The top contributing factor to vehicle crashes throughout the country is distracted driving. The National Safety Council (NCS) also states that more than 700 individuals still get injured due to distracted driving crashes daily. The main goal of the Distracted Driving Awareness Month is to make everyone realize that driving comes with serious responsibilities that need our undivided attention every single time we get behind the wheel.
Know The Facts
According to a National Highway Traffic Safety Administration (NHTSA) study, driver inattention can be defined as:
- Driver drowsiness
- Engaging in secondary tasks
- Driving inattention to the roadway ahead
- Non-specific, general glancing away from the roadway ahead
The most common type of driver distraction in recent years is texting and cellphone use. The NHTSA study also found that almost 65% of near collisions and almost 80% of collisions involved drivers glancing away from the road ahead before the crash. The study also found the following to be true:
- Looking away even for two seconds doubles the risk of a near collision or an actual collision.
- Driver inattention attributed to drowsiness increases the risk of near-crashes or actual crashes by four times or more.
- Distractions, including dialing, talking at or listening to a handheld device, operating a PDA, retrieving or inserting a CD, eating, applying makeup, or reading, also increases risk factors of near-crashes or actual crashes up to three times.
- Drivers engaged in secondary tasks likewise increase their risk of accidents.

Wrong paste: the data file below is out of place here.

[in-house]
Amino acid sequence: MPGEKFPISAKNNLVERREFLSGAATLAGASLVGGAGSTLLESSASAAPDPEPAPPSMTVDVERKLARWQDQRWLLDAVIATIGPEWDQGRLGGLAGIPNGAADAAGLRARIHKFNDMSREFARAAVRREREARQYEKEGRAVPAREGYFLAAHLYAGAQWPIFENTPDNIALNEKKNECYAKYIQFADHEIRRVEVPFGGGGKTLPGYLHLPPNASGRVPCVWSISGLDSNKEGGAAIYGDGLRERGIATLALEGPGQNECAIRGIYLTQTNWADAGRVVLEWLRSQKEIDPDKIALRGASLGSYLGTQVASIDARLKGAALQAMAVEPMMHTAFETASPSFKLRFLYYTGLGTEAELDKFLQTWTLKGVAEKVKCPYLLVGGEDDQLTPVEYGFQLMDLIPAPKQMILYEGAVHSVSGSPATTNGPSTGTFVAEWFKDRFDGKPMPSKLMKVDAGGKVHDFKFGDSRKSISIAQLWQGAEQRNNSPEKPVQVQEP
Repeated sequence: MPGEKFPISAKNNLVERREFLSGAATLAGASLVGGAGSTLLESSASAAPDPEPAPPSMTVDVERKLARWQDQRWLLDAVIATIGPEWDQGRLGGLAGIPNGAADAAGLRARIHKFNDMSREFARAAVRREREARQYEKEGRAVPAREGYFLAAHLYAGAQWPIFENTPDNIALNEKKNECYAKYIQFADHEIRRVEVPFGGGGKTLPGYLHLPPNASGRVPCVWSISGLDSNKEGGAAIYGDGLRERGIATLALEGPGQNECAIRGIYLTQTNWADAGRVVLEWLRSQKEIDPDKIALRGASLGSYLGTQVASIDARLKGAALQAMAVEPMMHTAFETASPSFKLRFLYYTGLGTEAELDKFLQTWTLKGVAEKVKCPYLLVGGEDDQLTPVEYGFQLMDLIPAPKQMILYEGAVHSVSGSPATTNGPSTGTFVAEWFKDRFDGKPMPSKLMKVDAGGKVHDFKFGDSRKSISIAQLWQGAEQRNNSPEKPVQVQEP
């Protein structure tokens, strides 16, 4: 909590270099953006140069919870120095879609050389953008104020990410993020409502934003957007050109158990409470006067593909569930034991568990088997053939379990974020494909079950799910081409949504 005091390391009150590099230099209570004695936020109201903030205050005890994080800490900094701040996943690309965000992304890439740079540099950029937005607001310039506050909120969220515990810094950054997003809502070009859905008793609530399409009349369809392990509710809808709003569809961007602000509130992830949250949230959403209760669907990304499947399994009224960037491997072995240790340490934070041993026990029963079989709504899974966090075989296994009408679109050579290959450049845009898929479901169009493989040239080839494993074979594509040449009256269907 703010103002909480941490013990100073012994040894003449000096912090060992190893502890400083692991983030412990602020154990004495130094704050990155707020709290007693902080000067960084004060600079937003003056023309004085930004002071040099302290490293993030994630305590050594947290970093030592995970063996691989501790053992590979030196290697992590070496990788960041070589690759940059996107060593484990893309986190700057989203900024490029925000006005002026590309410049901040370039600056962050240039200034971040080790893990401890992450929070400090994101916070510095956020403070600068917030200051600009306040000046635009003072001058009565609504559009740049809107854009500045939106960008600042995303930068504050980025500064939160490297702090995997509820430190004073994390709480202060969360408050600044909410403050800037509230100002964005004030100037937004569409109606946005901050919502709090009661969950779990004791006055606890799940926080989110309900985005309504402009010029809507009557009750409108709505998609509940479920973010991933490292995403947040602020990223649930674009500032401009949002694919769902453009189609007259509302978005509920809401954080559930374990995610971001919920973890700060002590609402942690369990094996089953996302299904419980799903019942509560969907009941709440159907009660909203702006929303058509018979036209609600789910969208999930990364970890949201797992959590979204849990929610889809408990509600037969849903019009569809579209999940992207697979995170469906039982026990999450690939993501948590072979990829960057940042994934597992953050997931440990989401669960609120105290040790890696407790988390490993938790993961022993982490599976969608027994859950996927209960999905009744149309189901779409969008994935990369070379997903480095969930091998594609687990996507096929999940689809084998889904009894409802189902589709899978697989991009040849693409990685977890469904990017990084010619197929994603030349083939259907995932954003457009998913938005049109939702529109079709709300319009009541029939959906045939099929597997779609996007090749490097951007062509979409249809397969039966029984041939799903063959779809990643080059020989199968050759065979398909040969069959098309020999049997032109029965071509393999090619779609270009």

Know The Laws
Data from the Fatality Analysis Reporting System by the NHTSA found that while overall traffic deaths were reduced from 2018 to 2019, fatalities related to distracted driving increase by as much as 10% in the same period. Fortunately, this trend regarding distracted driving crashes doesn’t apply to Georgia, and this could be attributed to the state’s hands-free law, which took effect in 2018. The law provides that:
- Drivers can’t have their cellphones in their hands while driving or touching any body part while speaking on the phone.
- Voice-to-text is permitted. But drivers can’t send, read, or write text messages or email messages and look at social media or surf the net while driving.
- Drivers can’t use electronic devices or phones for recording videos while driving. Only dash cams are permitted.
- Drivers can’t watch videos while driving. Only GPS or navigational videos are permitted.
- Drivers can stream music without videos while driving. However, they still can’t touch their cellphones while driving to activate the streaming app or program. Only streaming music that’s listened through and controlled by the vehicle’s radio is permitted. This means that if you’re planning to stream music or podcasts, you should do so before hitting the road.
Speak to The Georgia Personal Injury Attorneys of Slappey & Sadd Today
Were you injured in a motor vehicle accident because of distracted driving? Consult one of our Georgia personal injury lawyers to learn about the legal options specific to your case. Contact Slappey & Sadd at 888-474-9616 or fill out our online form to arrange a free consultation with one of our Atlanta personal injury attorneys today.